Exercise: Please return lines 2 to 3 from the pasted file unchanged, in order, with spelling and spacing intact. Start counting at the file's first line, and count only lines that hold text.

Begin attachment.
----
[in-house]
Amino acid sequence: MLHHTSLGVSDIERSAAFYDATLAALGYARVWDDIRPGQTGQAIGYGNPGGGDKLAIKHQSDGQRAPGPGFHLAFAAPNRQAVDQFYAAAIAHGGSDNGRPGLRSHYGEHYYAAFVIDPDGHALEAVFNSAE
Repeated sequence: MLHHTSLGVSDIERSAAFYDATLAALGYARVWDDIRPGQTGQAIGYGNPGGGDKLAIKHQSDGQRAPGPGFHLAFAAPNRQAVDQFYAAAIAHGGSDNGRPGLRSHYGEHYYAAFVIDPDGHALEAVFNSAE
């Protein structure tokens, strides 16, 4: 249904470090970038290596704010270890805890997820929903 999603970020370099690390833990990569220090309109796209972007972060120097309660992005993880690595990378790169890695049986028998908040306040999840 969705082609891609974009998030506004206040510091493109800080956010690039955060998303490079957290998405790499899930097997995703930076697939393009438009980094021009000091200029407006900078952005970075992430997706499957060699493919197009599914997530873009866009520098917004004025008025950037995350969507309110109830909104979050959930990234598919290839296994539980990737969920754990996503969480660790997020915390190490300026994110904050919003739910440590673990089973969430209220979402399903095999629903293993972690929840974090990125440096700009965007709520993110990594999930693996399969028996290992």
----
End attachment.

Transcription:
Amino acid sequence: MLHHTSLGVSDIERSAAFYDATLAALGYARVWDDIRPGQTGQAIGYGNPGGGDKLAIKHQSDGQRAPGPGFHLAFAAPNRQAVDQFYAAAIAHGGSDNGRPGLRSHYGEHYYAAFVIDPDGHALEAVFNSAE
Repeated sequence: MLHHTSLGVSDIERSAAFYDATLAALGYARVWDDIRPGQTGQAIGYGNPGGGDKLAIKHQSDGQRAPGPGFHLAFAAPNRQAVDQFYAAAIAHGGSDNGRPGLRSHYGEHYYAAFVIDPDGHALEAVFNSAE